German Film: Nora Tschirner

German Films, Learn German

Nora Tschirner

As an actress, moderator, and musician Nora Tschirner does it all. After getting her start in the early 2000s as a moderator and VJ for German MTV, she transitioned to acting. These days you might happen to catch her on Tatort or with her band Prag, in which she sings and plays guitar. The band, by the way, released a new album entitled “Kein Abscheid” earlier this year. But that’s a feature for another day. Let’s focus for now on Tschirner as an actress with her roles in three fun comedy films: Kebab Connection, Soloalbum, and Keinohrhasen.

Kebab Connection

kebab connection

Co-written by Fatih Akin, Kebab Connection is a comedy set in the Turkish-German world. The son of Turkish immigrants and an aspiring filmmaker, Ibo (portrayed by Denis Moschitto) has big dreams: he wants to make a German kung-fu movie. Instead, he’s making advertisements for his uncle’s kebab shop. When his German girlfriend (Tschirner) announces she’s pregnant, his family isn’t exactly thrilled and she’s disappointed he doesn’t stand up for their relationship. But Ibo’s not ready to give up on his dreams or his girlfriend.



Soloalbum is the film version of Benjamin von Stuckrad-Barre‘s debut novel of the same name. Matthias Schweigh√∂fer stars as Ben, the neurotic narrator who’s unlucky in love and desperate to win back his ex-girlfriend, portrayed by Tschirner, who’s already moved on. Silly comedy and hilarity ensue in this romantic comedy. Think High Fidelity-ish. There are artistic liberties, shall we say, between the book and the film but I recommend both.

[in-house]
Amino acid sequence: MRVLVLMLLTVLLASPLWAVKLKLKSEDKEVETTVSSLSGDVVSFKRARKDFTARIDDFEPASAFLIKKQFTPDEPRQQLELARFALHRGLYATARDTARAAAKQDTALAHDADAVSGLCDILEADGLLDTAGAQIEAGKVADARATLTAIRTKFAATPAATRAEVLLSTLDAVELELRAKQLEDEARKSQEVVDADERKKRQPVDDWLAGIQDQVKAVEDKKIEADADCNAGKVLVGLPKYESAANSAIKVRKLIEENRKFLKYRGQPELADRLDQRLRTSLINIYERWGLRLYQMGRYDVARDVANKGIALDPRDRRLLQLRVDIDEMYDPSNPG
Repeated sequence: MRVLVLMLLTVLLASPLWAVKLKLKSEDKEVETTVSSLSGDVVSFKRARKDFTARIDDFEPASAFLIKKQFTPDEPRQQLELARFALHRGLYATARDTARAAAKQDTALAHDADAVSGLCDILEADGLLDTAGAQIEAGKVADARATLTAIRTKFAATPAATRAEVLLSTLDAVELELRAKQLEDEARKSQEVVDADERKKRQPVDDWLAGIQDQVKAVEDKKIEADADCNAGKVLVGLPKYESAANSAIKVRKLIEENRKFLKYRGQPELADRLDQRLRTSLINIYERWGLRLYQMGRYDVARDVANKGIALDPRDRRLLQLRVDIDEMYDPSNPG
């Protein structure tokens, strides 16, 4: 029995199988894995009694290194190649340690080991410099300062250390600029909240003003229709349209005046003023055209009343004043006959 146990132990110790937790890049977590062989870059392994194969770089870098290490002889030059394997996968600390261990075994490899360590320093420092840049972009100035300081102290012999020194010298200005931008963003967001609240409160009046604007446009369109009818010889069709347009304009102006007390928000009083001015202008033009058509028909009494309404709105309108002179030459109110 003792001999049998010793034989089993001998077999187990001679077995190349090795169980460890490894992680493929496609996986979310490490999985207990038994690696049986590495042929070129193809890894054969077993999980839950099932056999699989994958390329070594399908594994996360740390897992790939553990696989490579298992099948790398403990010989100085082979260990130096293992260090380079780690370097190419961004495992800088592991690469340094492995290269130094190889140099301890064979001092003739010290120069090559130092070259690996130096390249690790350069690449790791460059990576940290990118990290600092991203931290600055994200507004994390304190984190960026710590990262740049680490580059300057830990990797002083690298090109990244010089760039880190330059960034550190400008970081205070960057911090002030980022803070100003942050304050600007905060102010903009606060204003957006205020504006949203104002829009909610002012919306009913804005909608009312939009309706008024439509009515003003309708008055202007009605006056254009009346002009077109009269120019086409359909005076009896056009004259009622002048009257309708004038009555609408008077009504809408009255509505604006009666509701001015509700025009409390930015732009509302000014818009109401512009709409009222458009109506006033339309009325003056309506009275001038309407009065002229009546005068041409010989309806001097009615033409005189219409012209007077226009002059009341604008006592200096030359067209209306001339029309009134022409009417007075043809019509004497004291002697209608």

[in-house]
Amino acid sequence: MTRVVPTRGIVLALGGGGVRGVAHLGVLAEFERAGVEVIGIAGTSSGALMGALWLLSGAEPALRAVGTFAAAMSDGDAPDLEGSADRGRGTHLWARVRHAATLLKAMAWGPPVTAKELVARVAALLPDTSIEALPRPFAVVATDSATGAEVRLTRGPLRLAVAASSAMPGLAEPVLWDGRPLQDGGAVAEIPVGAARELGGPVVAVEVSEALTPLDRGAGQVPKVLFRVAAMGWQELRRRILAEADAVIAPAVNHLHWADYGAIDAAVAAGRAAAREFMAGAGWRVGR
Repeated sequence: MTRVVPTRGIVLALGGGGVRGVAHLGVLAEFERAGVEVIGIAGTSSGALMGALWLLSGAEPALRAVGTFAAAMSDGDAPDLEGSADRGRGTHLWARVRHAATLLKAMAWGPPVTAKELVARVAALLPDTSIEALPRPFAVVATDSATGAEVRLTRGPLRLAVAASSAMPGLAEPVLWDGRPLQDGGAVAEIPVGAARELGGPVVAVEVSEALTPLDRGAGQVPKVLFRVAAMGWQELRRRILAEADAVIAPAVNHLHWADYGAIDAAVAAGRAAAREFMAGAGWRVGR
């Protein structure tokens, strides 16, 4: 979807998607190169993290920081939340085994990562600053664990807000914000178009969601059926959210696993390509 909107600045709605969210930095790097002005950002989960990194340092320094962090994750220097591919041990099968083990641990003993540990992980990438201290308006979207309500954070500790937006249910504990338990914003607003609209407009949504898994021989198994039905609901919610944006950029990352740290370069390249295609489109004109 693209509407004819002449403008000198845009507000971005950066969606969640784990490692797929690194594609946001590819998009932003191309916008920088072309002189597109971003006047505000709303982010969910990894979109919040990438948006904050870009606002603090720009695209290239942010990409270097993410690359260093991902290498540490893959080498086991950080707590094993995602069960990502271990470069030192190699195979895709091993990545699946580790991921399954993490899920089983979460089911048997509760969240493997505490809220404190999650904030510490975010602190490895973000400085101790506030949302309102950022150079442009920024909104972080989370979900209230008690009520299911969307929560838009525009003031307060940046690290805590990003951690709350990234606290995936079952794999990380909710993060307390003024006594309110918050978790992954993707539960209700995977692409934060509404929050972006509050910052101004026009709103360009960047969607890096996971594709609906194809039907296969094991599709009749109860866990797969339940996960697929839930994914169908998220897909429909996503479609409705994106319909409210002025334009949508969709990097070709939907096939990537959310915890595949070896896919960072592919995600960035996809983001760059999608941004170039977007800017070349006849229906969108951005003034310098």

After being too aggressive as a celebrity journalist looking for his next scoop, Ludo (Til Schweiger) begins a court-appointed job in a daycare center. There he meets Anna (Tschirner), the manager of the daycare. An awkward and nerdy child, Anna knows Ludo from their childhood when he picked on her. She takes revenge by taking advantage of her position, assigning him to the less enjoyable jobs at the daycare. The film becomes a romantic comedy with the unlikely couple starting to fall for one another as Ludo’s mandated hours at the daycare begin to run out.

Top photo, “Nora Tschirner Berlinale 2009,” by SiebbiNora Tschirner. Licensed under CC BY 3.0 via Wikimedia Commons.

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  1. Pingback: German Film: Elyas M'Barek - Reverberations blog

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